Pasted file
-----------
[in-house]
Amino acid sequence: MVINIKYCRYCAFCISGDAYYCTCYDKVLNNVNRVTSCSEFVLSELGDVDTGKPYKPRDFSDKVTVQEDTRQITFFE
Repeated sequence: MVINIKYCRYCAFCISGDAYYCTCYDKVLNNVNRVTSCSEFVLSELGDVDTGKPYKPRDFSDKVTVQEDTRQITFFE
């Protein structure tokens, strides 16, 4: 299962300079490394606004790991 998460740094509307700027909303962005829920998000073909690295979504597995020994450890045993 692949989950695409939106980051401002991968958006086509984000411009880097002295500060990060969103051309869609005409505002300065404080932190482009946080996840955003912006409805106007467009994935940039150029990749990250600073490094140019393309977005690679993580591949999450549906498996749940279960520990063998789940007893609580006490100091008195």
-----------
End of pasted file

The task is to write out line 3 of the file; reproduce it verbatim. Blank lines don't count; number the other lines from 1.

Repeated sequence: MVINIKYCRYCAFCISGDAYYCTCYDKVLNNVNRVTSCSEFVLSELGDVDTGKPYKPRDFSDKVTVQEDTRQITFFE